PART 1: GENEVA'S PARTNER
Why half a loaf may not be better than noneNeoDesk 4 was born to mate with Geneva. Gribnif Software created Geneva, its multitasking environment, when NeoDesk was still at version 3. This version was quickly updated to support Geneva's multitasking -- allowing NeoDesk 3.04 to run multiple applications when Geneva was running -- but it was clear that NeoDesk 3.04 was an aging and inflexible companion for the lean and powerful Geneva. The need for a modern multitasking desktop was fulfilled in NeoDesk 4, which takes advantage of Geneva in dozens of ways.
To put it plainly, running NeoDesk 4 without Geneva is like eating the frosting without the cake. Although NeoDesk 4 is able to multitask its own desktop file-and-disk operations without Geneva, it cannot do them at all while another application is running unless Geneva is present. NeoDesk 4 can, for example, format a floppy disk while it copies files from one folder to another whether or not Geneva is running, but limiting multitasking to that kind of operation turns the NeoDesk desktop into little more than a multitasking file manager and single-tasking program launcher.
Geneva is much more than a multitasking environment, of course. Technically, it is a replacement for the Atari's Application Environment Services, which provides the "look and feel" of the computer's operating system, among other things. Geneva's enhancements include the ability to put any program or desk accessory to sleep (freeing up the display and the processor's resources), a new set of program flags to control how each application is run, the ability to tear off GEM menus so they can be floated on the desktop, flexible control over system fonts and type sizes, assignable hotkeys to bring any running application to the foreground (or to open any desk accessory), complete keyboard manipulation of all menus, an advanced file selector that offers copy and delete functions in addition to unparalleled search operations, a 3D look for all GEM dialog boxes, single-keypress actuation of dialog and alert choices and much more -- all in addition to its built-in multitasking.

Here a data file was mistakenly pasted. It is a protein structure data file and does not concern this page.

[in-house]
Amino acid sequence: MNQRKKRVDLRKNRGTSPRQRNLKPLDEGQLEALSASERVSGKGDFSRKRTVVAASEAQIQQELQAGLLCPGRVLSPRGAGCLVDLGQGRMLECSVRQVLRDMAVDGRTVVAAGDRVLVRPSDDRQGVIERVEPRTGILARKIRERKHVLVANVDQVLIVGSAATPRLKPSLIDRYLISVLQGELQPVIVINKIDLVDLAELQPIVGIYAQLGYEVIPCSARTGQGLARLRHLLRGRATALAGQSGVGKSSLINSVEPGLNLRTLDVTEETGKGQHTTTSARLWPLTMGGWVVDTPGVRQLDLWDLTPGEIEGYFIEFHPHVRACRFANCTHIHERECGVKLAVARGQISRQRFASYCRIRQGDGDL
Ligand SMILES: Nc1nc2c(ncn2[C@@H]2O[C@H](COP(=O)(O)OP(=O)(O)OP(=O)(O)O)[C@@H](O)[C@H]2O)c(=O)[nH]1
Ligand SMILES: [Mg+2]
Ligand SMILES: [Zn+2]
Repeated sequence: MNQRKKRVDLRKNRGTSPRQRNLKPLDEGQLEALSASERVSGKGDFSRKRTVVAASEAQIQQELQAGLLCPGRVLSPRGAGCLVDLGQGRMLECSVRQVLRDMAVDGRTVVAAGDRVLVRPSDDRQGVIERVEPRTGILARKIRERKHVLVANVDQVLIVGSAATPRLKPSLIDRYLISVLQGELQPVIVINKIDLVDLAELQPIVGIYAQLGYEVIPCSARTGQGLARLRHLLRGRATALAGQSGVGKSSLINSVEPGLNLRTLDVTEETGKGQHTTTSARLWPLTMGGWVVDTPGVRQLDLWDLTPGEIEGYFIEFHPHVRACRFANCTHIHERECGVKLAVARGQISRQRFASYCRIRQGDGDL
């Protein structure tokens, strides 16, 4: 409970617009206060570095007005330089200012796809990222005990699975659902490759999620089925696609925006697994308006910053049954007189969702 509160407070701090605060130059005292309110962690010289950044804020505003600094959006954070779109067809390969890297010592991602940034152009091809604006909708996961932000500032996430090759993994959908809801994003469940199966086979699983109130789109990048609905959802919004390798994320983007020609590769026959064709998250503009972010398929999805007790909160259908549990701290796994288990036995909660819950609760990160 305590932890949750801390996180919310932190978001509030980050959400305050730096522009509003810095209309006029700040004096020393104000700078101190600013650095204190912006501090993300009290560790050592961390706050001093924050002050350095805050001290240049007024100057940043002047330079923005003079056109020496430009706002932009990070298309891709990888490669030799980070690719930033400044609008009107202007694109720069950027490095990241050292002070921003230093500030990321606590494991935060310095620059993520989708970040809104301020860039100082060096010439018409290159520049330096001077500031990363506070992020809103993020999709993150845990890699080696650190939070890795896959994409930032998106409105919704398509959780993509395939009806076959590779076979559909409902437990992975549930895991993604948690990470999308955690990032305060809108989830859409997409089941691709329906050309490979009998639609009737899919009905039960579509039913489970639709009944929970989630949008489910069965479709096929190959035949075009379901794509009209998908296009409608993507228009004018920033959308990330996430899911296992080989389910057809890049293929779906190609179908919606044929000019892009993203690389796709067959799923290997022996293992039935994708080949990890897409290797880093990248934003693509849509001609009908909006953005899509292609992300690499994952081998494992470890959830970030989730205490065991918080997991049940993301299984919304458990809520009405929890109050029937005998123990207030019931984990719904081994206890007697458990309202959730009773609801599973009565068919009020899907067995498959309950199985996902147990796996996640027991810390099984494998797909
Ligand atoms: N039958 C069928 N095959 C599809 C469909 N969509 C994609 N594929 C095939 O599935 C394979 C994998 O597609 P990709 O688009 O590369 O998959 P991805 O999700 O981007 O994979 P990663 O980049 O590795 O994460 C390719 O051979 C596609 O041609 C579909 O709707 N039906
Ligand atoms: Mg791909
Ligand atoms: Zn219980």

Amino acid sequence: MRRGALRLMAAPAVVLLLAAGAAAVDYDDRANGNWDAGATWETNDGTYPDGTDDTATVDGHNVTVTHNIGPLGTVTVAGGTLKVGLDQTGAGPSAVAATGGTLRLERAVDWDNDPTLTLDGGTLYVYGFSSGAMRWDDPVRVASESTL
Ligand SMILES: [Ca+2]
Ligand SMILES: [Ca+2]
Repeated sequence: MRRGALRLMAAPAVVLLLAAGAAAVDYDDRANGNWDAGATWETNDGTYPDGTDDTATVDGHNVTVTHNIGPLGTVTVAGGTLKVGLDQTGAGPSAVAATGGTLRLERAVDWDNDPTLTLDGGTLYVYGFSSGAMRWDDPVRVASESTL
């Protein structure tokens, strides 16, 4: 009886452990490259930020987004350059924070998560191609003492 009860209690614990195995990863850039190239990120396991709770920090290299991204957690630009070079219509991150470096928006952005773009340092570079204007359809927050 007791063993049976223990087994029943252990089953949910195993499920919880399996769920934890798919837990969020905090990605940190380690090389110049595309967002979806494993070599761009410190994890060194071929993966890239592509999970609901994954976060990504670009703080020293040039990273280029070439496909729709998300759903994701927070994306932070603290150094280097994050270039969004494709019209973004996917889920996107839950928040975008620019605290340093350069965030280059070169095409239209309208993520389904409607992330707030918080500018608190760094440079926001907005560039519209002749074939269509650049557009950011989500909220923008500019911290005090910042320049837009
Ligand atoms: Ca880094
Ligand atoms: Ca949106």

This is not to say that NeoDesk 4 cannot be successfully employed without Geneva. On Ataris that do not have even the moderate amount of extra memory (much less than 200 kilobytes) that Geneva requires, or on Ataris that are dedicated to a single task (running a BBS, for example), a Geneva-less NeoDesk may make sense. And everyone who owns Geneva and NeoDesk and uses a boot manager (software that lets you choose which programs and accessories are run at bootup) probably will have one or two configurations in which Geneva is bypassed in order to play older games or run odd software that won't behave on a modern system.
But my message should be made as clearly as possible: If you own NeoDesk 4 and have not yet added Geneva to your Atari, you are missing out on the single most significant advance in Atari computing since the introduction of the ST itself. And you are also likely to be disappointed in many of the sections of this guide to NeoDesk 4, because it generally addresses NeoDesk 4 as the indispensable partner of Geneva.